J5.1 "Turbulence" with Very Weak Winds and Stable Stratification

Tuesday, 10 July 2012: 10:45 AM
Essex Center/South (Westin Copley Place)
Larry Mahrt, NorthWest Research Associates, Inc., Corvallis, OR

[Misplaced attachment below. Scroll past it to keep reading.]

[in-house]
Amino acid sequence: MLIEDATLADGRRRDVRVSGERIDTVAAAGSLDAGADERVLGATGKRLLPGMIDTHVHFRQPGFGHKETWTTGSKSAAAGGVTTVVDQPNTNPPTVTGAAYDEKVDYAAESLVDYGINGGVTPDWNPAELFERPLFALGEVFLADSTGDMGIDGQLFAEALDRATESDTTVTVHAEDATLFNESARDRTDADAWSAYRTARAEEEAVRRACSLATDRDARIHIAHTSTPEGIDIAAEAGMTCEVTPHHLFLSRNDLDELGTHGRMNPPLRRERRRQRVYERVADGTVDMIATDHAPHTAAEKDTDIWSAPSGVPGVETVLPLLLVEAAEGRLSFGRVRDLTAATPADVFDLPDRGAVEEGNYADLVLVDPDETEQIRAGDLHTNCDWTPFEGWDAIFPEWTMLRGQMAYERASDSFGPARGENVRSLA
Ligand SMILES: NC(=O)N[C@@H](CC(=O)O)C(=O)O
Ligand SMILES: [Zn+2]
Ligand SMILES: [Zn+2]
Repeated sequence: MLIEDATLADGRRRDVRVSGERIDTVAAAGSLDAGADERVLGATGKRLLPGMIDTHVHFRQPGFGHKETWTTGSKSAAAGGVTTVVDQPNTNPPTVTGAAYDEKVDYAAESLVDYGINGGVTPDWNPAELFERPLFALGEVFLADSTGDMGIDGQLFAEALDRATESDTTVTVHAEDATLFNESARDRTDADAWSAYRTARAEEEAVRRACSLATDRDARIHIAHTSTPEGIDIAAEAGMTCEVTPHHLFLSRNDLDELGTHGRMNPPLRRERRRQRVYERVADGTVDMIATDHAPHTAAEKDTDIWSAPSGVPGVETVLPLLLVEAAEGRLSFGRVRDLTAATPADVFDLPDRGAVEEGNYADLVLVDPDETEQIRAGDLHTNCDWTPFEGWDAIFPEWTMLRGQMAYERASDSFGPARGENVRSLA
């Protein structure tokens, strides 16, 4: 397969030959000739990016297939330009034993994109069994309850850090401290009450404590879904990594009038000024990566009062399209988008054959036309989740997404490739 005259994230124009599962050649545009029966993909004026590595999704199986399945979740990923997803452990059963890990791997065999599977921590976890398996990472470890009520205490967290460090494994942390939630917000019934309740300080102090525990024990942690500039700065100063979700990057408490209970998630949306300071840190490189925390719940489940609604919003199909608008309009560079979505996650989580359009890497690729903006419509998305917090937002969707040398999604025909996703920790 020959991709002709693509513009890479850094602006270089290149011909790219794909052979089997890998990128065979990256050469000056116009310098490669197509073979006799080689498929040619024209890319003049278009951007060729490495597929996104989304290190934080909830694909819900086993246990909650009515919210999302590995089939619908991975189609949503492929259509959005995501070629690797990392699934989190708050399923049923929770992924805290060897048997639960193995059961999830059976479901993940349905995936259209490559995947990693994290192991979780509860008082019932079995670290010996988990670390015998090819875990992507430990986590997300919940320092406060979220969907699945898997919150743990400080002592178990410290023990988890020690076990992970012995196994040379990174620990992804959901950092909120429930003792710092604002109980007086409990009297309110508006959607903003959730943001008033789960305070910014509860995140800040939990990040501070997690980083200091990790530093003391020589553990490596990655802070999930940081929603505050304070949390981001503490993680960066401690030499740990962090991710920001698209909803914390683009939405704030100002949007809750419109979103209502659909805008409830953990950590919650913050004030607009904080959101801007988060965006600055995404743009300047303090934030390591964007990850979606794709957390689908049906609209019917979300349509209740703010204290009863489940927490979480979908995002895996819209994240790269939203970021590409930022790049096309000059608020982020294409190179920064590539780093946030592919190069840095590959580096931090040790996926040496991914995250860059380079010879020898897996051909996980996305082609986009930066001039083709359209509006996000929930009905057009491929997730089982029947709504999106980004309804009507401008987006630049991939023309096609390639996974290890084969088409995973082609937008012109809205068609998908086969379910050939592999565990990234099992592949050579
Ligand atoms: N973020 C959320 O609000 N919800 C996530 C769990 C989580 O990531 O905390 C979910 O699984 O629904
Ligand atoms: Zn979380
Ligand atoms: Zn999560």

In the stratified boundary layer with very weak winds, the wind field is driven by wave-like motions, microfronts and numerous more complex submeso motions. The turbulence does not achieve equilibrium with the constantly changing wind field. Traditional scaling and similarity theory does not apply and cannot be simply generalized. Alternative scaling variables and stochastic approaches will be explored. Such approaches must account for persistent nonstationarity, atypical boundary layer wind profiles and the fact that the turbulence cannot be cleanly separated from nonturbulent motions. Boundary layer wind profiles include surface wind maxima, strong directional shear and inflection points. A new analysis philosophy will be outlined. With strong nocturnal radiative cooling and weak winds, even minor surface heterogeneity can exert a strong influence on the surface flow and turbulence. Cold air drainage and cold pools may occur simultaneously on a variety of scales, often intermittently. Local thin boundary layers contribute to a regional boundary layer in a way that is not understood. Numerous observational difficulties are noted and future observational needs are outlined
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